Tracking Covid-19 with Phones
Exploring the benefits and dangers of phone data being used for health security.
You may have read or seen how mobile phones have been used to track people from a single event to places all over the world. The maps demonstrate the real time potential spread of the Covid-19 virus. Every phone displayed as a moving dot on the map represents a unique person who may or may not have the virus. It’s amazing yet scary technology.
What’s the magic behind these maps?
Every mobile phone connected to a telephone network broadcasts a unique identifier. It lets you walk or drive down a road and keep talking on the phone: your unique identifier is attached to your phone connection and passed along from the nearest telephone tower to the next nearest telephone tower. These identifiers are hard-wired and cannot be changed.
The maps use phone identifier data from X-Mode and mapping software provided by Tectonix. Maps are published on social media to demonstrate their technologies and advertise to get business from academic researchers and others.
Of course, there are ways to hide a mobile phone. You can put a phone in airplane mode and turn off the setting that broadcasts your location data. But most people use their phone to talk with family and friends, as well as connect to the internet to check weather and do many different things. Most phones are always on and connected.
Maps that display people as they leave a single event claim to use only the unique identifiers for each phone which, in turn, are not easily tied to an individual name. The companies that create these maps claim their data is completely anonymous, which is true but in a limited way.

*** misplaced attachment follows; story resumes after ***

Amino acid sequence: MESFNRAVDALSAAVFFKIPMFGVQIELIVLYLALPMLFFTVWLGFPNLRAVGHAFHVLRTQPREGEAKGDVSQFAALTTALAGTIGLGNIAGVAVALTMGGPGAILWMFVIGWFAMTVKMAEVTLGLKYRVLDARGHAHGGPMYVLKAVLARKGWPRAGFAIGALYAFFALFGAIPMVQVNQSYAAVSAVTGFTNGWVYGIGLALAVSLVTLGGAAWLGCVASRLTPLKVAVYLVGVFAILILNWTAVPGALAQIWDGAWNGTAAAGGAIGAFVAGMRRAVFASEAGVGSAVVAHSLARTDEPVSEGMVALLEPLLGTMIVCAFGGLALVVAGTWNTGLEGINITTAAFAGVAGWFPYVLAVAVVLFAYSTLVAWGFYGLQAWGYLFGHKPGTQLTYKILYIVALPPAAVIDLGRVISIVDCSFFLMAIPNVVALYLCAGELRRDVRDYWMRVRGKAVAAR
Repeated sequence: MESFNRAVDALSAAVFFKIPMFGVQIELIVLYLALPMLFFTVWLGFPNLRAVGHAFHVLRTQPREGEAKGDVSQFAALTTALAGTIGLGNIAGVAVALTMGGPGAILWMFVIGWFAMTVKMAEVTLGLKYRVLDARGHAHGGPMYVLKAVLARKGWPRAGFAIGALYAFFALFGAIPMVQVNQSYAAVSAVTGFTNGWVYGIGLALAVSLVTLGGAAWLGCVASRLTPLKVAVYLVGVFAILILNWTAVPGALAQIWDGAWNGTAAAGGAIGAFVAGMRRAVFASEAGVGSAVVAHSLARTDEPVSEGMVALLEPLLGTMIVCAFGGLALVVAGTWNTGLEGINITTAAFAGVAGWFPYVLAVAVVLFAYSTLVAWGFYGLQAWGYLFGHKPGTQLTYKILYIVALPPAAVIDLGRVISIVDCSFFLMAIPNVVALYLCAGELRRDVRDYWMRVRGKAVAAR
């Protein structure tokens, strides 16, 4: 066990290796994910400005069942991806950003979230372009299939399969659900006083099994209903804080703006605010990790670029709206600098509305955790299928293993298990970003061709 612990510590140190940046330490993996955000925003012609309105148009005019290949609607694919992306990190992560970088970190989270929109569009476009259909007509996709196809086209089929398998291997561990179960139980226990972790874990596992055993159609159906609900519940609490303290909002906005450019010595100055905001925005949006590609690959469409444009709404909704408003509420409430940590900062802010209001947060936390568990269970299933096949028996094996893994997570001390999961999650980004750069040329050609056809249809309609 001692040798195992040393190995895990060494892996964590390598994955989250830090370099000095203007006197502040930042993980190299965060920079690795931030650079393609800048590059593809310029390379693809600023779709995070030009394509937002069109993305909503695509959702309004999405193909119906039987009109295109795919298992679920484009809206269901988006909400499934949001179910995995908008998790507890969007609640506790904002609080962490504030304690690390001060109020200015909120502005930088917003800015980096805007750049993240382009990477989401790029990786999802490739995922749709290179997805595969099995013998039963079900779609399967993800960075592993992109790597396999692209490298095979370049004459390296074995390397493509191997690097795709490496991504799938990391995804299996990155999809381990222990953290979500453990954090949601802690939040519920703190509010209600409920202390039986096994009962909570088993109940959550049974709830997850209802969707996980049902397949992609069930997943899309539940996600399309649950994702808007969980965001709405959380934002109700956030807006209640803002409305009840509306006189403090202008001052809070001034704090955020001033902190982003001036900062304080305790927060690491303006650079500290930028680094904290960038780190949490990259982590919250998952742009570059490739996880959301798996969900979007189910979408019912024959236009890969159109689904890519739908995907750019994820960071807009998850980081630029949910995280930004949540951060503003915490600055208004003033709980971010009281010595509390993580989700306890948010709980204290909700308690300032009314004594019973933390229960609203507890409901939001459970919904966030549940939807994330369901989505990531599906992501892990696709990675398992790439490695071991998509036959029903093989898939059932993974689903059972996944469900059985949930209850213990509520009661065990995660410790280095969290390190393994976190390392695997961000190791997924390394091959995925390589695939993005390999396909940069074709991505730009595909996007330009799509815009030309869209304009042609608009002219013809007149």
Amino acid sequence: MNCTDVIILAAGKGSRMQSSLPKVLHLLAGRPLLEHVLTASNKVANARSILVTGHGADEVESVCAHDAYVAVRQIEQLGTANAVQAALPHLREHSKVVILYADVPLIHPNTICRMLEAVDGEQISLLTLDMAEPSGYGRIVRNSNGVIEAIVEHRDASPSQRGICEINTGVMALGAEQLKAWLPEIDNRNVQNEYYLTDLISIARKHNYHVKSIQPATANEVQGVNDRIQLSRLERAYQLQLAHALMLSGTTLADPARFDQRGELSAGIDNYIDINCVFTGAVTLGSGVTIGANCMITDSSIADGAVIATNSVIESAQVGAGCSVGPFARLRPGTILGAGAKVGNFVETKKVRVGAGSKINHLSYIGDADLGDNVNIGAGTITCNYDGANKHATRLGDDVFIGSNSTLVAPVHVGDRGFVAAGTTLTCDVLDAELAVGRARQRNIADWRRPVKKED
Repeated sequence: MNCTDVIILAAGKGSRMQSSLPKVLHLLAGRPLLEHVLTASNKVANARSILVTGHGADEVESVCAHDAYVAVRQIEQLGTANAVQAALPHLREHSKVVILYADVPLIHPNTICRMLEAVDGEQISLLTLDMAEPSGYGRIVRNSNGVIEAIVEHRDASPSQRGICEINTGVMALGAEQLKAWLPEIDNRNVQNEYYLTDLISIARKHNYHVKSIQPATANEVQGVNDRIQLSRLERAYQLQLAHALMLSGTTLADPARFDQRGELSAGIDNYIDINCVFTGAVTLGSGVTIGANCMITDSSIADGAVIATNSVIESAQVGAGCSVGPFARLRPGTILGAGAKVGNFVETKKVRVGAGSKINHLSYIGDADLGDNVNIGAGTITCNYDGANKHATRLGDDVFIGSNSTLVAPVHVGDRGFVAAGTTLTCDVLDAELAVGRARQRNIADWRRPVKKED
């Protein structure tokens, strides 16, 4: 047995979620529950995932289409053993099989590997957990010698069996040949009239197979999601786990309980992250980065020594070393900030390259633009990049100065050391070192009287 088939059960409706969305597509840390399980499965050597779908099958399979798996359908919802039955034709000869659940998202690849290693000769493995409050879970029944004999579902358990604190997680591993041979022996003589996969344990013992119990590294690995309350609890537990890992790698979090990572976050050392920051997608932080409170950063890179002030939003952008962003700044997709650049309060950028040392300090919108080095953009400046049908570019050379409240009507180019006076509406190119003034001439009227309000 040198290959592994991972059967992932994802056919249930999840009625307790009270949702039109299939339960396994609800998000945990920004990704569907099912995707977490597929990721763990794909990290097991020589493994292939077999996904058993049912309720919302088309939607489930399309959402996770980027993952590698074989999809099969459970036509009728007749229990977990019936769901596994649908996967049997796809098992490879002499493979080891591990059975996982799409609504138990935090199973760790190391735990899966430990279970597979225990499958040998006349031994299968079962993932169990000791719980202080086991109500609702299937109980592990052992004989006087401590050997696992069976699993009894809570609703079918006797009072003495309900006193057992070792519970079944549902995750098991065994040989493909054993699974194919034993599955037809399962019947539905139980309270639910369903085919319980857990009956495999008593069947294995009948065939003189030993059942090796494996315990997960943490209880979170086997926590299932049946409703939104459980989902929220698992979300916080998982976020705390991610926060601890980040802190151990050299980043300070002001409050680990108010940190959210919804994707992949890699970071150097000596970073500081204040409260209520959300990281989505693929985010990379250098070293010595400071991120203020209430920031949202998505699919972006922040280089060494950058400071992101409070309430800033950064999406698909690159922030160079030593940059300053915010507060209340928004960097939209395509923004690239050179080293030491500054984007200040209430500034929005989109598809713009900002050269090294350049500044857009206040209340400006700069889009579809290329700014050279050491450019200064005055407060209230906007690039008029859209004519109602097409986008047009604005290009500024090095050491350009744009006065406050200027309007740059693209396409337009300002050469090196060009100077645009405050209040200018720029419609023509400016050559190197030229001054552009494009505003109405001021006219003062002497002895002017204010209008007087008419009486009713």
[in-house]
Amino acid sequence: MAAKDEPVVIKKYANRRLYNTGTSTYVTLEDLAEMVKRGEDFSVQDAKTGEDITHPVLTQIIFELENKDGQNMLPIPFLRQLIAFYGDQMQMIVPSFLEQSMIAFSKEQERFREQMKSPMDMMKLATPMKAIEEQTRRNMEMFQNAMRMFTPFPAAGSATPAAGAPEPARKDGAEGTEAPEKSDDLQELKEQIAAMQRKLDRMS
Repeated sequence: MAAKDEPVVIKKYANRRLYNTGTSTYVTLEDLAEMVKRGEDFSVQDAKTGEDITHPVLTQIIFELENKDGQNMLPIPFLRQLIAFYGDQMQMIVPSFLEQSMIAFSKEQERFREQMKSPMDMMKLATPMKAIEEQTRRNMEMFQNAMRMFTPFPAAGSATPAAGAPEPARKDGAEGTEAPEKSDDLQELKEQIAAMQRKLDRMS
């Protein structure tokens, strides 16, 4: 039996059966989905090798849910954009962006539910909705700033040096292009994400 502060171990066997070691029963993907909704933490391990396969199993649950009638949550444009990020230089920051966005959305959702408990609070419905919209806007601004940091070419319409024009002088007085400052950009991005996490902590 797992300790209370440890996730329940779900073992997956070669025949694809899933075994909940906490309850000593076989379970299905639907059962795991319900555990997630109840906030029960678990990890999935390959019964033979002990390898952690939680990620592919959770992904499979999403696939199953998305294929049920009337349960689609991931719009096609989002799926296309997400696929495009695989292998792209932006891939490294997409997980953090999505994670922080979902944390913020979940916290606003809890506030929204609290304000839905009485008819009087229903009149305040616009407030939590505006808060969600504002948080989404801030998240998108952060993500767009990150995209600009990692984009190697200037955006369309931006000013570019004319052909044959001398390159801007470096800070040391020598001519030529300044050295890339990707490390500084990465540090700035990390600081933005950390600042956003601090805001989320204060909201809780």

The New York Times and others have demonstrated that it is fairly easy to link a unique phone identifier to an individual. We live in one place, for example, so an identifier that stays overnight in the same location day after day likely represents the person who lives at that location. Where a person works also can be determined. And unique identifiers can be combined to identify family and friends.
These Covid-19 maps demonstrate how technology that is very useful — our phones — has serious positives and negatives that need to be known and debated. The collection of unique phone identifiers, for example, is mostly controlled by private companies like X-Mode with little or no government regulation. The companies use this data to create their maps of people leaving events. And still others, like the New York Times, use the unique identifier data plus other data to identify people who own specific phones.
People who don’t have phones present another interesting issue. They can’t be tracked, if tracking is useful.
Perhaps the most interesting question is what will happen after Covid-19 is no longer a public health problem: will people still care about being tracked? Or will this tracking capability be kept going in case we have another pandemic?
In the meantime, if you want privacy, keep the location setting off on your phone until you need it turned on. And maybe put your phone in airplane mode when you don’t need to be on a phone network.
Smartphones and Tracking the Spread of COVID-19
A primer on mobile privacy and security
Viral Coronavirus Cellphone Maps Send A Powerful Message
Corona Virus tracking on your phone
Covid tracking Q&A
How contact tracing works on your phone
Using phone to track covid exposure
mobile phone tracking
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